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Legislative Assembly for the ACT: 2001 Week 7 Hansard (19 June) . . Page.. 2065 ..

MR BERRY (continuing):

extraordinary amount of money for use by the community which basically has been given away at a bargain basement price as far as we can make out to a joint venturer who will share in the profits from what has been described as an excellent product in high demand here in the territory. We know that the nearest quarries that might compete with the Williamsdale quarry are as far away as Nimmitabel and Gundagai, and the costs, as a result of the proximity of the quarry to work in the ACT, are much lower.

Mr Speaker, the issue of nurses wages also was discussed in the Estimates Committee. I recall clearly the attack on the nurses during the course of the debate in this place about whether they should have access to fair bargaining under the Workplace Relations Act. It was clear that the government never intended to give the nurses a wage rise except on the government's terms. The Estimates Committee merely confirmed what had happened in the past and the disingenuous way that the nurses were dealt with right throughout the process. I think the government has cut our hospitals short with its approach to dealing with industrial issues in the hospital system. I think there is no better example of that than the response that was given in relation to the nurses.

I note from the news recently that the National Capital Hospital, the private hospital on the site out there, is not doing so well. If members are interested, they might have a look at a select committee report in relation to the National Capital Hospital, which I suspect, if my memory serves me correctly, got the same vitriolic response from this government when it was critical of the government and the prospects of an extra hospital in the ACT.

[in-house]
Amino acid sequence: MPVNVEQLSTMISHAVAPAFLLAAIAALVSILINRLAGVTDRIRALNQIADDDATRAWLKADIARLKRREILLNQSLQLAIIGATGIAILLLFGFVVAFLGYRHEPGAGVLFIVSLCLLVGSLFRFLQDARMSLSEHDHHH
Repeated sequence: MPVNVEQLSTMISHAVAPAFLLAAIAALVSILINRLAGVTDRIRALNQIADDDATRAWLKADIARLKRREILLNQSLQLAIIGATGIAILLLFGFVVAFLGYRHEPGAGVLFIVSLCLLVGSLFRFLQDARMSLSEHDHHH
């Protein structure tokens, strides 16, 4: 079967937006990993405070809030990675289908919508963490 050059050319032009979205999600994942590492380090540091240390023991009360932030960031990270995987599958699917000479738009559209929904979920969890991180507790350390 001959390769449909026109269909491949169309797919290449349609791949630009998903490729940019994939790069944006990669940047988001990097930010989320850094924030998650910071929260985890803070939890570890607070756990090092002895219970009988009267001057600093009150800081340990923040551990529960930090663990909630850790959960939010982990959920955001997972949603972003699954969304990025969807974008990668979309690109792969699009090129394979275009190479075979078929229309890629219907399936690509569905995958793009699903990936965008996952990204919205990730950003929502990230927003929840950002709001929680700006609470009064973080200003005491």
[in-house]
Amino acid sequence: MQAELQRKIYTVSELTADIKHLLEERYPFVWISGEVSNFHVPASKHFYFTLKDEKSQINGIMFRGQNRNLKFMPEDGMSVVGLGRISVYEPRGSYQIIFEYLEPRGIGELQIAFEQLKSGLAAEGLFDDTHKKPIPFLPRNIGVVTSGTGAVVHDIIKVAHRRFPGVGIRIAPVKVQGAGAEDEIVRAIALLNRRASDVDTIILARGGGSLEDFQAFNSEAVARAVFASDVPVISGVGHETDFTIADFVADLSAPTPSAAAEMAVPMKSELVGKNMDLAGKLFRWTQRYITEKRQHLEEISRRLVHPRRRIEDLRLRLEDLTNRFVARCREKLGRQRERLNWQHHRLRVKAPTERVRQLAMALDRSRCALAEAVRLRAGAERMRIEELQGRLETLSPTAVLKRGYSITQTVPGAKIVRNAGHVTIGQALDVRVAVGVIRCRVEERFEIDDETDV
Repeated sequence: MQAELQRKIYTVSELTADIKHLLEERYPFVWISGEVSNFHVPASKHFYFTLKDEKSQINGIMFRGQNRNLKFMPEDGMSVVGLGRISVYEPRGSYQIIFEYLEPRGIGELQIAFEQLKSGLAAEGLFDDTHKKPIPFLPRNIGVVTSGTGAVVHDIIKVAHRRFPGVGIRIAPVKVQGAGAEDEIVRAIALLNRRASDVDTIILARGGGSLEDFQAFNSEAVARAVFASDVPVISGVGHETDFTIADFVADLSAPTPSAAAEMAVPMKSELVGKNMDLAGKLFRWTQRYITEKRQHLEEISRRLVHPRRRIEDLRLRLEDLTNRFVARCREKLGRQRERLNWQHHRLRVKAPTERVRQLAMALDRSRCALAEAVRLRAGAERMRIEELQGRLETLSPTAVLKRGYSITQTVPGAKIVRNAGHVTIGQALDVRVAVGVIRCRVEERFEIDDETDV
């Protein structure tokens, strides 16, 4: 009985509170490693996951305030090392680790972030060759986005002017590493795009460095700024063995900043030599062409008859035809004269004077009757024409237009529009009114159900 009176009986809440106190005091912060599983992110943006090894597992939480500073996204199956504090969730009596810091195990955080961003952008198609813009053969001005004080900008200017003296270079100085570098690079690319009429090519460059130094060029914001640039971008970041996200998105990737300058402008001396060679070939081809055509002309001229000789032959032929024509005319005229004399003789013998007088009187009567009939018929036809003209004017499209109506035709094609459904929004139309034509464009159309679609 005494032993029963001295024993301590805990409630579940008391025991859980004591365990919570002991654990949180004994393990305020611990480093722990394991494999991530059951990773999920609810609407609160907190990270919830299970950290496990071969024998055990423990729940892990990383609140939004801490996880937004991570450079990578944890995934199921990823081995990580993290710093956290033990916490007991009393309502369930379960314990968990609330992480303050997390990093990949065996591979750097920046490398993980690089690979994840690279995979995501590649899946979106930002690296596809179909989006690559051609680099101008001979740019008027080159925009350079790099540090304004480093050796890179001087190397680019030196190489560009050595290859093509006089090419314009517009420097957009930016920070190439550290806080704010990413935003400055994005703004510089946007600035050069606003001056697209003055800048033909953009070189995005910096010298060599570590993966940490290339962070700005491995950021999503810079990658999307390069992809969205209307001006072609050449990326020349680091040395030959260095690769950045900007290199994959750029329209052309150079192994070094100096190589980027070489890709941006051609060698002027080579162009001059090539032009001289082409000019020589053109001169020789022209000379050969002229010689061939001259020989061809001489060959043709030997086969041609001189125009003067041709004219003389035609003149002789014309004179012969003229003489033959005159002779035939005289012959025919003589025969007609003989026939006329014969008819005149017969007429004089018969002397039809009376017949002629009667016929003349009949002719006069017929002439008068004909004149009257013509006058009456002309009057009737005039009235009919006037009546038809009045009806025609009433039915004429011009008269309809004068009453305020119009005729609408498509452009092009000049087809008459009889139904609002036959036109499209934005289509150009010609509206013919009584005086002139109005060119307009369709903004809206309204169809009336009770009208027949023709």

Mr Speaker, I want now to talk briefly about a jobs issue. Unemployment in the ACT has been on the increase for the last few months. Some time ago I called on the government to fill 50 job vacancies within its ranks in the ACT Fire Brigade because it became clear that over several years the government and the fire service administration had not kept up with the recruiting requirements of that arm of our emergency services.

I have some sympathy for the new Fire Commissioner because he has basically inherited the legacy of the failure to act in the past. He is going to have to deal with it. When officials came before the committee they seemed unable to address adequately this issue of a shortage of staff. It was only when they were forced, by way of public pressure through some announcements that I made, to acknowledge that there was a need for additional staff that we started to make some progress.

After several calls on the government to recruit fire service staff, the government has at last conceded that it needs to recruit 48 or so firefighters. That number will probably grow because about a dozen are expected to leave over the period of the recruitment process. So, years of inactivity have led to a shortage of about 48 and there will be about a dozen more go. About 60 vacancies have occurred or will occur over this entire period with no action from the government to fill the positions.

What does that do to the fire service? Well, I will tell you what it does to fire service workers. It puts a lot of pressure on them. Okay, the government will say, "Some of them will work overtime. They love working overtime." Well, it is not too good if you are working overtime and doing without access to things like long service leave and casual recreation leave because of staffing shortages. Emergency workers would fully understand that. There is nothing worse than doing a torrid shift, having a few hours off,

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